I'm still getting used to discussing this at all. I often think that I should be thankful for what I have because my loss is categorized as mild (last year was at 20 to 35 DB depending on the frequency). But the worst frequencies are those in the range of traffic and speech sounds. Logically I know this is very different from what a person experiences with loss in the high frequencies. I'm also aware that my preexisting blindness makes this loss more significant to me than it would be to a sighted person. My usable vision is very limited--print was a secondary reading medium for me when I was very young but I can't read it at all now. I can see a person's outline from ten to twelve feet away, but I can't see gestures or lip read. When I first got my aids, music sounded noticeably different with them and without them. Now it sounds vastly different. The quality of a person's voice is so diferent that I'm not completely sure I would recognize some people with the aids who are familiar to me without them. I am also a musician, so losing my hearing feels like what I imagine losing vision is like for an artist.
My eye seems relatively stable. I have an exam on Friday, and I suspect that we will decide not to do stage 2 as long as the bit of natural cornea covering the implant stays clear. Sometimes it seems like a very interesting coincidence that the word to start using corneal tissue instead of the conjunctive flap came the day of my surgery, but really I think that is evidence that God knew what was going on and what I would need to have a positive outcome and minimize the trauma to my eye.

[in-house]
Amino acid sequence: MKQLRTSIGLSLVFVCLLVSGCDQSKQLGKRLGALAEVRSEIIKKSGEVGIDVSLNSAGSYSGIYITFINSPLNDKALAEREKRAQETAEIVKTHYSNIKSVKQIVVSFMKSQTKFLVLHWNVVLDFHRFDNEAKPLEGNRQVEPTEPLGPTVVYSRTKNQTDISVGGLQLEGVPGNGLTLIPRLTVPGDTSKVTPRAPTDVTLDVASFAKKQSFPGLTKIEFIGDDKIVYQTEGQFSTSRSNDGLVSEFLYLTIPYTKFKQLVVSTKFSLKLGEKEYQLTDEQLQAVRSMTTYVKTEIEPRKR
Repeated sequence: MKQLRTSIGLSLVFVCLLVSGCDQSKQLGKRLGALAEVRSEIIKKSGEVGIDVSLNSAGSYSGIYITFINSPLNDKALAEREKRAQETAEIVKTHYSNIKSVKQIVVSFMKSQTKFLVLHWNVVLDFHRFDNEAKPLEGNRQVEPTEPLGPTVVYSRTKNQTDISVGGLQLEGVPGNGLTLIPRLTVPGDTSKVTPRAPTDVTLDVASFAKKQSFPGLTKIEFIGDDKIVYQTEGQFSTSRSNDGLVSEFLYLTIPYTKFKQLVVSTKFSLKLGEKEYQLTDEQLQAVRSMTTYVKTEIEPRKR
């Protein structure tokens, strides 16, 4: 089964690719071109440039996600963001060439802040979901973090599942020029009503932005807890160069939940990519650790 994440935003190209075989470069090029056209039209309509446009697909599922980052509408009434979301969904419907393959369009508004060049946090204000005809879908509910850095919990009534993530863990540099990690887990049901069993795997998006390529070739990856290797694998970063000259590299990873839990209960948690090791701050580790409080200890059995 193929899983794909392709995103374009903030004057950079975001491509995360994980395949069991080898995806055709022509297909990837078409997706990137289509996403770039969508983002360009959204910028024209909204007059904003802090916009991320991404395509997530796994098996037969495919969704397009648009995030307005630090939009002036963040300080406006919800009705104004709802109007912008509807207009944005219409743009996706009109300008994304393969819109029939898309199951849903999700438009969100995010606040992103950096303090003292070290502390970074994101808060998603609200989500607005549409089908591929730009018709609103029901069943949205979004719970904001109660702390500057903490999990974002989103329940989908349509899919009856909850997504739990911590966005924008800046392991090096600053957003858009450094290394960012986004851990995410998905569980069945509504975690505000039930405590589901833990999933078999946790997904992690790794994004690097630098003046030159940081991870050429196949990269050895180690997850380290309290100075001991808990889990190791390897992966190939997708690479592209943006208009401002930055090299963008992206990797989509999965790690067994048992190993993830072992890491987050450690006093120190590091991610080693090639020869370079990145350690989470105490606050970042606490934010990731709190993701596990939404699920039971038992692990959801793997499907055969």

It's hard to describe what I can see. I'm discovering more things all the time as I go into other environments. Much depends on lighting and my position related to what I'm looking at. Given the right lighting and positioning, I notice that my attention can be drawn to colors and that I can perceive contrast and that colors seem familiar to me. I'm still not able to pick an object and reliably identify its color; but I lost my color vision very early and wonder if I could learn to identify color in time if my vision remains stable. Taking my friend to the bus station on Saturday, I noticed that I was able to see her bag rolling about ten feet away. It was about two feet high.
I still hope the issue of treating my left eye will come up sometime soon. It's something I've waited so long for, and I'm so eager to have this eye stuff done already! I know I'm learning patience, but the left eye thing is one thing I really wish could be done soon so that I could concentrate on healing from whatever is done and finding out what I have in that eye to work with.